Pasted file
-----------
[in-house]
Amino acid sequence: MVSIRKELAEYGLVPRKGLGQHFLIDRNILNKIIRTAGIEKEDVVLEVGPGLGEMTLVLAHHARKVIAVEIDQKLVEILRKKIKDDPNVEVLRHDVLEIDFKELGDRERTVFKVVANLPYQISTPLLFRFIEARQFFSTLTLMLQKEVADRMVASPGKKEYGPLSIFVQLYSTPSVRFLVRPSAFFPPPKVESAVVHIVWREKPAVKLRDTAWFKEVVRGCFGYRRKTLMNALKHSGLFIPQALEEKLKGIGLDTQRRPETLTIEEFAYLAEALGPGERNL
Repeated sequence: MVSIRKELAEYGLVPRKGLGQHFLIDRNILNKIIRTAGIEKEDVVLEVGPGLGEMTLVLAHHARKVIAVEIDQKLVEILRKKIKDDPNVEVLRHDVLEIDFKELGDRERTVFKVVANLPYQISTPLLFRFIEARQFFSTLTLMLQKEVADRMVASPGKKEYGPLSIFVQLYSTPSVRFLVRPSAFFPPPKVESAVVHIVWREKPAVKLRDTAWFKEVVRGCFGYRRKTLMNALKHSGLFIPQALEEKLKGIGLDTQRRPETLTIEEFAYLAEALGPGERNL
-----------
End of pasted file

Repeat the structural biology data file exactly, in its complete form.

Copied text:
[in-house]
Amino acid sequence: MVSIRKELAEYGLVPRKGLGQHFLIDRNILNKIIRTAGIEKEDVVLEVGPGLGEMTLVLAHHARKVIAVEIDQKLVEILRKKIKDDPNVEVLRHDVLEIDFKELGDRERTVFKVVANLPYQISTPLLFRFIEARQFFSTLTLMLQKEVADRMVASPGKKEYGPLSIFVQLYSTPSVRFLVRPSAFFPPPKVESAVVHIVWREKPAVKLRDTAWFKEVVRGCFGYRRKTLMNALKHSGLFIPQALEEKLKGIGLDTQRRPETLTIEEFAYLAEALGPGERNL
Repeated sequence: MVSIRKELAEYGLVPRKGLGQHFLIDRNILNKIIRTAGIEKEDVVLEVGPGLGEMTLVLAHHARKVIAVEIDQKLVEILRKKIKDDPNVEVLRHDVLEIDFKELGDRERTVFKVVANLPYQISTPLLFRFIEARQFFSTLTLMLQKEVADRMVASPGKKEYGPLSIFVQLYSTPSVRFLVRPSAFFPPPKVESAVVHIVWREKPAVKLRDTAWFKEVVRGCFGYRRKTLMNALKHSGLFIPQALEEKLKGIGLDTQRRPETLTIEEFAYLAEALGPGERNL